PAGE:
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Friday, 8 March 2013

Advocating for Your Special Needs or LD Child

Had a very familiar conversation with a parent of a special needs child, Jane, today.  She has a daughter with autism and spent a couple years in the public system and then transferred to a private school. It's been quite a challenge finding all of the services her daughter needs to give her the best chance for a happy, fulfilled life.

Like myself, Jane was a bit overwhelmed when her daughter went into the public school system. Your autism funding drops drastically when your child turns 6 years old.  The assumption is that the school system picks up where autism funding has been reduced.  The reality is that there just aren't the services available within the school system to meet all of these needs.

Necessary speech and occupational therapy is at a premium.  Occupational therapy is almost impossible to get at school.  So, even though doctors and therapists will give recommendations, schools are not able to comply.  So, what does a family do?  That's a good question that many parents struggle with.  What do we do? You end up making some tough choices on how to use your funding. Sometimes secondary insurance plans will provide some help and community services. You need to be a really strong advocate for your child and research programs.  This isn't easy for lots of parents to do for a variety of reasons and end up frustrated and confused.

My friend Lisa has a couple children with learning disabilities. They have had major challenges getting what they need at school. I have another friend Sue, who is told to keep her child home 1/2 day because the school isn't able to deal with all of her son's needs. Because of this, Sue is unable to work and they need extra help from the government to get by.  You may be surprised, but schools telling parents to keep their kids home is not as uncommon as you might think. I need to check and see if there are any stats on this.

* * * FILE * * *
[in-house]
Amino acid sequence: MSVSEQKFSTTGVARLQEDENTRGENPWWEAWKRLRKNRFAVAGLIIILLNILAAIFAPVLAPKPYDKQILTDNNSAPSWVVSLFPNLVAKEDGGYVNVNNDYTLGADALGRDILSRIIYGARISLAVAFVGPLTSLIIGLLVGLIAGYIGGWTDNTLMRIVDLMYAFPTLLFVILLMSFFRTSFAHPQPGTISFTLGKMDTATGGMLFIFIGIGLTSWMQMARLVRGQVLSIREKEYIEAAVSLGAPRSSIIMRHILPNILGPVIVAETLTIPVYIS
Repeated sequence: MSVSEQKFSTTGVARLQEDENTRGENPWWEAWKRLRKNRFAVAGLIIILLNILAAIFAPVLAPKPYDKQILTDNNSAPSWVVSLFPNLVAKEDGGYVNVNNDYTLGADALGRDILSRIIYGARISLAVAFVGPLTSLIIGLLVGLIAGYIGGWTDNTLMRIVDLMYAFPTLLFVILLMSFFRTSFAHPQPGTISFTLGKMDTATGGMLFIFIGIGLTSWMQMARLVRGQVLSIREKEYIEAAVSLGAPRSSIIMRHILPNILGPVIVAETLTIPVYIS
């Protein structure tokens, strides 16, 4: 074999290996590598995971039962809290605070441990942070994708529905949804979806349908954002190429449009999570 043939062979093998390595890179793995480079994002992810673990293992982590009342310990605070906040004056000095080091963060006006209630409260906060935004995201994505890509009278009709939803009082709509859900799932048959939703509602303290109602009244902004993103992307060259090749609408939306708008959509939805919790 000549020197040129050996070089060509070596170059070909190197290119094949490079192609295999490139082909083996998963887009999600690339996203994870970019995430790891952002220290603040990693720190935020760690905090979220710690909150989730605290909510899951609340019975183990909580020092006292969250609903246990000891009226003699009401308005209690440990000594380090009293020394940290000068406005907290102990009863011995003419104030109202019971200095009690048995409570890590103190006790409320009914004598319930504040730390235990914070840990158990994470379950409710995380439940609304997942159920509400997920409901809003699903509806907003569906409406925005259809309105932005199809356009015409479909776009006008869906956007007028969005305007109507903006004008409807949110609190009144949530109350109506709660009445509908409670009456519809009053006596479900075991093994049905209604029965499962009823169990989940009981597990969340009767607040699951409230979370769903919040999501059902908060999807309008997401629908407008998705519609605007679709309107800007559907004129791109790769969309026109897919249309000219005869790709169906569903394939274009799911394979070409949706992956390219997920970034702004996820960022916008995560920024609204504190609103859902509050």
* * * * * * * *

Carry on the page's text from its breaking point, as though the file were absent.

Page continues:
How do these kids get what they need? Who is advocating for them? There has to be options and there needs to be somebody helping these families through the maze of education and community services.

Programs for special needs kids need to improve. Childcare for special needs kids needs to improve. With lack of funding in education and community service sectors, we need to build stronger relationships with businesses and our communities.

I'm not sure exactly what the answers are, but I'm looking forward to hearing what candidates propose in this upcoming election.

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